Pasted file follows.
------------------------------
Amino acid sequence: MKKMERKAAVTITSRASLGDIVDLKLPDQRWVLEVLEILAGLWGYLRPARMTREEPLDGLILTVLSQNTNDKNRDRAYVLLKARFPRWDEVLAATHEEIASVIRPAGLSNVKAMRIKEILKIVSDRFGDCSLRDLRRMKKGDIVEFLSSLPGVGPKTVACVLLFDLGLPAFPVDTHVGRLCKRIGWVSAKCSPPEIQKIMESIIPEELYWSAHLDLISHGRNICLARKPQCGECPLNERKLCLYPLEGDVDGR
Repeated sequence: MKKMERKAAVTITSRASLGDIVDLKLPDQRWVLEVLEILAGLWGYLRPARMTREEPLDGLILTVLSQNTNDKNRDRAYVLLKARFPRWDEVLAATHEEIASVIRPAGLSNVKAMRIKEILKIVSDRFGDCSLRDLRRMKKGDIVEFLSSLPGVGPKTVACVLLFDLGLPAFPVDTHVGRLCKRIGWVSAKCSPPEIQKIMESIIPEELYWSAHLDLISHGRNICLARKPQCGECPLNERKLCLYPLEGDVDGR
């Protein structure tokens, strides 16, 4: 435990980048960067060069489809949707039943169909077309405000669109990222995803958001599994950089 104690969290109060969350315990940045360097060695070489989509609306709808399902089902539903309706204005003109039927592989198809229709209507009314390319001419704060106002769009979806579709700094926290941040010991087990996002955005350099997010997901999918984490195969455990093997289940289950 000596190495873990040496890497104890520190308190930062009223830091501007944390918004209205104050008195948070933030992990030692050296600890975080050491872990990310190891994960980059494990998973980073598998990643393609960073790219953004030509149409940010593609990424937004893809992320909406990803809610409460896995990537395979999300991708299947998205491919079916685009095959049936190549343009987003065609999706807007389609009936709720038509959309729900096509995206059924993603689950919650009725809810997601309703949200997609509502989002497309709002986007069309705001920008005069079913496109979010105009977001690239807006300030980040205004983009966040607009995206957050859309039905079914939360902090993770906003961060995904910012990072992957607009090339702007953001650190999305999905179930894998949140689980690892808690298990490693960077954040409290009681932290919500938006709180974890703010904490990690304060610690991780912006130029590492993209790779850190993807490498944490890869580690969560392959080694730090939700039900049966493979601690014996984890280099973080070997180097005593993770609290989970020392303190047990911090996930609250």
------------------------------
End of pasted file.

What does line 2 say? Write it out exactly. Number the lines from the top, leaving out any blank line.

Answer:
Repeated sequence: MKKMERKAAVTITSRASLGDIVDLKLPDQRWVLEVLEILAGLWGYLRPARMTREEPLDGLILTVLSQNTNDKNRDRAYVLLKARFPRWDEVLAATHEEIASVIRPAGLSNVKAMRIKEILKIVSDRFGDCSLRDLRRMKKGDIVEFLSSLPGVGPKTVACVLLFDLGLPAFPVDTHVGRLCKRIGWVSAKCSPPEIQKIMESIIPEELYWSAHLDLISHGRNICLARKPQCGECPLNERKLCLYPLEGDVDGR